Components of PCR Master Mix

  • GoTaq® Colorless Master Mix
  • Upstream primer
  • Downstream primer
  • DNA template
  • Nuclease-Free Water (dH2O)

Reagent Volume
DNA Template 0.2 μL
10 μM Forward Primer 1.0 μL
10 μM Reverse Primer 1.0 μL
GoTaq Master Mix 50.0 μL
dH2O 47.8 μL
Total Volume 100.0 μL

Description of Samples

Sample Patient Identification Gender Age
1 Positive Control N/A N/A N/A
2 Negative Control N/A N/A N/A
3 1 99949 M 48
4 1 99949 M 48
5 1 99949 M 48
6 2 61909 F 63
7 2 61909 F 63
8 2 61909 F 63

Flourimeter Measurements

Step-by-Step Fluorimeter Assembly Procedure
1. Prop up black box to block outside light pollution, but with one side open for access to take pictures
2.Use a permanent marker to number transfer pipettes at the bulb so as to use only one pipette per sample
3.Use the permanent marker again to number the Eppendorf tubes at the top (should yield 10 Eppendorf tubes and 10 Pipettes labeled by this step)
4. Using one pipette per sample, transfer each sample separately into an Eppendorf tube containing 400 ml of buffer
5. Label the tubes to correspond with the numbers of the samples
7. Place slide in fluorimeter (glass side facing downward)
8. Place two drops of solution from an Eppendorf tube containing SYBR GREEN I (make sure to use only the corresponding pipette to do this) on the middle hole in any of the rows on the slide
9. Place two drops of diluted PCR solution on top of the SYBR GREEN I drops
10. Align the now big drop with the blue light of the fluorimeter
11. Move fluorimeter to darkest area within the box and turn on blue light
12. Position smartphone/camera inside holder as close to fluorimeter while maintaining optimal focus
13. Bring down flap on top of your arm, which should be inside the box in order to take the picture with hand, in order to maximize darkness within the assembly
14. Take picture (capture multiple images since camera might not focus on first exposure)
15. Clean off slide
16. Repeat step 1-15 making sure to use clean pipettes so as to not contaminate test solutions, or repeat steps 1-14 by using the other rows on the slide
17. This lab also requires a run through of water from the scintillation vial using the same procedure to serve as a negative control

Proper Fluorimeter Assembly

ImageJ Software Processor Procedure
1. After the ImageJ software has been properly installed onto the computer, open the first image.
2. Under the menu, select ANALYZE then SET MEASUREMENTS and tick the boxes marked AREA, INTEGRATED DENSITY, and MEAN GREY VALUE
3. Under the menu, select IMAGE then COLOR and then SPLIT CHANNELS.
4. This will make three files. close out the blue and red images, to work on the image with the name green, because SYBR Green I fluoresces green.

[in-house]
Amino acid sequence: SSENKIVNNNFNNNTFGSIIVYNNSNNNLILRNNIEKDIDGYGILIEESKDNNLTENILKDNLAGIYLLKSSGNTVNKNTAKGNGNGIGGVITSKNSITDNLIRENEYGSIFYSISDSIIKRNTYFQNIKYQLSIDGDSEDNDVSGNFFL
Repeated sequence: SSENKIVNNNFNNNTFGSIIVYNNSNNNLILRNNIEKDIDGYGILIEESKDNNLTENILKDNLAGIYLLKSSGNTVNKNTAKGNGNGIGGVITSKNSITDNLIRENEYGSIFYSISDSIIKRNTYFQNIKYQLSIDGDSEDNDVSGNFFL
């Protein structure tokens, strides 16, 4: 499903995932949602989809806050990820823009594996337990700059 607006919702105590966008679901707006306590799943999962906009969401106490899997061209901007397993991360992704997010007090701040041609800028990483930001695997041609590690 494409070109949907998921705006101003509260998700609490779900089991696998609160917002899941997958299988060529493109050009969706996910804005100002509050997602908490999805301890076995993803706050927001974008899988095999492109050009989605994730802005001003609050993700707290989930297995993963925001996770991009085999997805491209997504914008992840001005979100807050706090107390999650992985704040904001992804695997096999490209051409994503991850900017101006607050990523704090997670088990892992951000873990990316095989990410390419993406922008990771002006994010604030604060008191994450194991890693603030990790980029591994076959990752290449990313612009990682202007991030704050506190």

5. On the menu bar, choose the oval shape
6. Draw a best fitting oval around the droplet and then select ANALYZE then MEASURE from the menu. A small box should pop up with the data. Write down the sample number and the data that was recorded for the oval.
7. Drag the oval shape to the background of se the image and select ANALYZE then MEASURE again, to measure the data of the noise.
8. Write down all the data for each sample and its background noise. Transfer it into an excel file.

Research and Development

Specific Cancer Marker Detection - The Underlying Technology
Using: DIY Fluorescence Measurement to Detect DNA after PCR

We took the DNA samples from the open PCR and put it into an Eppendorf tube containing 400mL of buffer.

       Patient 1: ID 99949 Samples: + P1R1 P1R2 P1R3
       Patient 2: ID 61909 Samples: - P2R1 P2R2 P2R3

Recapitulation: Template DNA from the patient (non-human) was extracted, then put into a primer (synthetic sections of DNA that, in this case, bind with the template DNA if it is cancerous). Using a PCR, the DNA was thermally cycled. First, the PCR heated the the solution to 95 degrees (C), in which the DNA was spit into 2 helicase. Then it was cooled to 57 degrees (C), where the primers attach to the specific sequence. Then it is heated to 72 degrees, where the polymerase extends DNA strand by attaching the nucleotides in order (polymerization). This process was repeated for 34 cycles, then refrigerated.

There were 2 Eppendorf tubes containing:

       SYBR Green I (used with blue pipette) 
       DNA Calf Thymus (2 microg/mL, used with a red pipette)

The DNA Calf Thymus is green when viewed on a Smartphone when a certain dsDNA is present.

First, we placed a glass slide on the fluorimeter, then put 2 drops of SYBR Green I on 2 vertically consecutive dots, connecting them. Then we placed 2 drops of + on top of the SYBR Green I, took a picture, then used a pipette to throw away the liquid waste. This procedure was repeated with P1R1, P1R2, P1R3, -, P2R1, P2R2, P2R3, and DNA calf thymus in said order.